Stepinac students & Teachers volunteer for Habitat in Humanity

Posted Saturday, April 28, 2007 by

Stepinac Crusaders Come thru to lend a helping hand

Volunteers toil on despite new rain


(Original publication: April 28, 2007)
MAMARONECK - Darlene Green raked debris yesterday from the rain-soaked sidewalk beside her house on Howard Avenue as cold rain pelted her back.

Inside, students from Archbishop Stepinac High School in White Plains were beginning to install drywall in her modest single-story home, which was soaked and later gutted from the April 15 storm.

"The rain is stopping them," Green said as the Mamaroneck River raged a few feet away. "They're doing the best that they can to help us out, but the rain is stopping them."

Volunteers worked through the downpour yesterday in two of the hardest-hit areas from the nor'easter, Howard Avenue in Mamaroneck and East Hartsdale Avenue in Greenburgh.

The new rain sent more than 3 inches of water into the basement of Big Top, a toy and stationery store at the bottom of East Hartsdale Avenue. The new water stopped repairs in the store, which lost more than $50,000 in merchandise and equipment in last week's flood.

"It's ridiculous," Big Top manager Rami Qarmout said. "We've got to figure out where it's coming from."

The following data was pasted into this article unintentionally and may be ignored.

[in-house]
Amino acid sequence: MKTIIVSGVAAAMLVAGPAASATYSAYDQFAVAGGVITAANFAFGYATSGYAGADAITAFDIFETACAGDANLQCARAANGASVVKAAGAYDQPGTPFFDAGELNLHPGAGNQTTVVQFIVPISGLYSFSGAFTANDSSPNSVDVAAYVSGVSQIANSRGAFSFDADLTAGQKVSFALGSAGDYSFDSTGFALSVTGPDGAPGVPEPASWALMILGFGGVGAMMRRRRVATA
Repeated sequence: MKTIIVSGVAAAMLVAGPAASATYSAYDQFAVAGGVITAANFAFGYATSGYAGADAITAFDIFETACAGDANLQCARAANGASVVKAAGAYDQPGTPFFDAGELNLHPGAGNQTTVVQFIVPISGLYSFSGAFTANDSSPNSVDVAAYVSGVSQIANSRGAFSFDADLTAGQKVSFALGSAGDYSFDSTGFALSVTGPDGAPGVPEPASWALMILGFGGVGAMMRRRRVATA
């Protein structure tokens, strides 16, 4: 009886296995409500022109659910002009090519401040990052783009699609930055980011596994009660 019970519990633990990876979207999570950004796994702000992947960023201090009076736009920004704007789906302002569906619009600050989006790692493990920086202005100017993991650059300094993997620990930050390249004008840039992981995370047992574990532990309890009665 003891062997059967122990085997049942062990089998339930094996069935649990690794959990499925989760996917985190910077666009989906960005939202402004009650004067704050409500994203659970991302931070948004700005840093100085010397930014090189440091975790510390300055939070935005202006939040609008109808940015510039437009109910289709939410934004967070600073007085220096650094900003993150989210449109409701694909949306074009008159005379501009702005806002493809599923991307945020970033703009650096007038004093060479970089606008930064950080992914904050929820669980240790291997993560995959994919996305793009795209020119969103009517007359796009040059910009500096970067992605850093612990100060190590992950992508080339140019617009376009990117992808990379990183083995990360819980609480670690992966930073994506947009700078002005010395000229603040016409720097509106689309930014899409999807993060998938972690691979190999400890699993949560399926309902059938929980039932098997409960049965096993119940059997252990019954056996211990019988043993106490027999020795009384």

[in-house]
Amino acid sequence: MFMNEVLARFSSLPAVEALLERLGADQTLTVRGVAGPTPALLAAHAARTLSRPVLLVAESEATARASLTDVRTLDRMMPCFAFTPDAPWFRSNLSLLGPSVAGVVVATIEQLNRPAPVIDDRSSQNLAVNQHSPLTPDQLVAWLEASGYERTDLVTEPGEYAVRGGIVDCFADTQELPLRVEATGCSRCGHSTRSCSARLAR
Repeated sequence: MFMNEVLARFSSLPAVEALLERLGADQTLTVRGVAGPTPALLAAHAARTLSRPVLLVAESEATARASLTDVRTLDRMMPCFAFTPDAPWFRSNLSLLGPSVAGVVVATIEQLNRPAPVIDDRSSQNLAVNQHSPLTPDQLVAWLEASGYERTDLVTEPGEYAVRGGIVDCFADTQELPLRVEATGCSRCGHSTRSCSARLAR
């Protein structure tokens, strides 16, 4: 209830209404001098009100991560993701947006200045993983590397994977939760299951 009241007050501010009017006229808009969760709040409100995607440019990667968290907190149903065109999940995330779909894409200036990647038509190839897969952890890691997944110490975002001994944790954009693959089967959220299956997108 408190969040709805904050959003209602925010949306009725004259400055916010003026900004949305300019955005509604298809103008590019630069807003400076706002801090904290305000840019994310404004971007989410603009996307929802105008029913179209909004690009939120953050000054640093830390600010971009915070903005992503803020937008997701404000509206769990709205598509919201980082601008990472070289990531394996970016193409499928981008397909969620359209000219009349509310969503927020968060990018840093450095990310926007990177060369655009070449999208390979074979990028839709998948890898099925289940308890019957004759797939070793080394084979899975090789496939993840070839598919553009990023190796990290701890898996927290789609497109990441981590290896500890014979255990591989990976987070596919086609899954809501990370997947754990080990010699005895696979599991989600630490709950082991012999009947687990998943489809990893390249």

Big Top owner Munish Kapur, who brought in a water pump yesterday morning, said the new water also might delay the store's reopening.

"We were hoping (to open) this Tuesday, but it doesn't look like that now," he said.

The wet weather did not stop the 40 Stepinac students who participated yesterday in Habitat for Humanity of Westchester's relief effort in Mamaroneck, where the organization was helping to rebuild about a dozen homes on Howard Avenue.

The students were joined by a group of seven students from Enosburg Falls High School in Vermont who devoted their spring break to Habitat's flood-relief effort in Westchester.

"This is by far the worst I've seen. I thought we were going to come here, move a couple of things and call it a day," said Ryan Lynch, 16, a Stepinac junior. "I didn't expect anything like this."

Lynch pulled up carpet and hauled away radiators and a stove from a two-story home on Howard whose waterlogged wood frame was all that was left.

At nearby First Baptist Church, rows of pews were lined up on the muddy lawn, their red velvet cushions saturated. The Rev. James Taylor was still hoping to salvage the wooden pews, which had been wet since the nor'easter.

"We're going to try to repair them," he said. "If not, it's going to be $10,000 down the drain."

Green, who lost everything in the storm, said she was not letting the devastation get to her because her house needed a renovation and thorough housecleaning anyway.

"We've got to keep the faith and run the race," Green said.

Reach Liz Sadler at or 914-694-3525.